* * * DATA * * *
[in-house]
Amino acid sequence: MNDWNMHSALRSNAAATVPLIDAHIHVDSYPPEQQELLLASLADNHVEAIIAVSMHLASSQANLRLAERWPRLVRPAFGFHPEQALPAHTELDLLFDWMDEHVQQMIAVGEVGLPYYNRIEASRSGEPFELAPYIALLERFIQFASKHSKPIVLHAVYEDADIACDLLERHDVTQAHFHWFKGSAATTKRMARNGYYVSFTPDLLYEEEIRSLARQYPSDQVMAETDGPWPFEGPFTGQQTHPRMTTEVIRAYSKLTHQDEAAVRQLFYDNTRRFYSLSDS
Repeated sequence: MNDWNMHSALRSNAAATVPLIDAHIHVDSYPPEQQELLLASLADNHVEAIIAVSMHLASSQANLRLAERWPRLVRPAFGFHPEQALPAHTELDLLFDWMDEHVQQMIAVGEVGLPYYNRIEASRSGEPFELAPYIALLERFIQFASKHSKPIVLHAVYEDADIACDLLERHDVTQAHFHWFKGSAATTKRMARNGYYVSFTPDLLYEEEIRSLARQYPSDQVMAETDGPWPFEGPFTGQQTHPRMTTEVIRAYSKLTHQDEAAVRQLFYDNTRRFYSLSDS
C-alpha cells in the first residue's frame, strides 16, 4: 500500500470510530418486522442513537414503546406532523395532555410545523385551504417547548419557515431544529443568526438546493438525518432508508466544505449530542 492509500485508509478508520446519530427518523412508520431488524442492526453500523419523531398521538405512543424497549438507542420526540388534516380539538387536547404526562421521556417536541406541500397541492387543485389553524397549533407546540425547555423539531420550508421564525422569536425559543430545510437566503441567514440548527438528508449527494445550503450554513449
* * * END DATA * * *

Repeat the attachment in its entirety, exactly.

[in-house]
Amino acid sequence: MNDWNMHSALRSNAAATVPLIDAHIHVDSYPPEQQELLLASLADNHVEAIIAVSMHLASSQANLRLAERWPRLVRPAFGFHPEQALPAHTELDLLFDWMDEHVQQMIAVGEVGLPYYNRIEASRSGEPFELAPYIALLERFIQFASKHSKPIVLHAVYEDADIACDLLERHDVTQAHFHWFKGSAATTKRMARNGYYVSFTPDLLYEEEIRSLARQYPSDQVMAETDGPWPFEGPFTGQQTHPRMTTEVIRAYSKLTHQDEAAVRQLFYDNTRRFYSLSDS
Repeated sequence: MNDWNMHSALRSNAAATVPLIDAHIHVDSYPPEQQELLLASLADNHVEAIIAVSMHLASSQANLRLAERWPRLVRPAFGFHPEQALPAHTELDLLFDWMDEHVQQMIAVGEVGLPYYNRIEASRSGEPFELAPYIALLERFIQFASKHSKPIVLHAVYEDADIACDLLERHDVTQAHFHWFKGSAATTKRMARNGYYVSFTPDLLYEEEIRSLARQYPSDQVMAETDGPWPFEGPFTGQQTHPRMTTEVIRAYSKLTHQDEAAVRQLFYDNTRRFYSLSDS
C-alpha cells in the first residue's frame, strides 16, 4: 500500500470510530418486522442513537414503546406532523395532555410545523385551504417547548419557515431544529443568526438546493438525518432508508466544505449530542 492509500485508509478508520446519530427518523412508520431488524442492526453500523419523531398521538405512543424497549438507542420526540388534516380539538387536547404526562421521556417536541406541500397541492387543485389553524397549533407546540425547555423539531420550508421564525422569536425559543430545510437566503441567514440548527438528508449527494445550503450554513449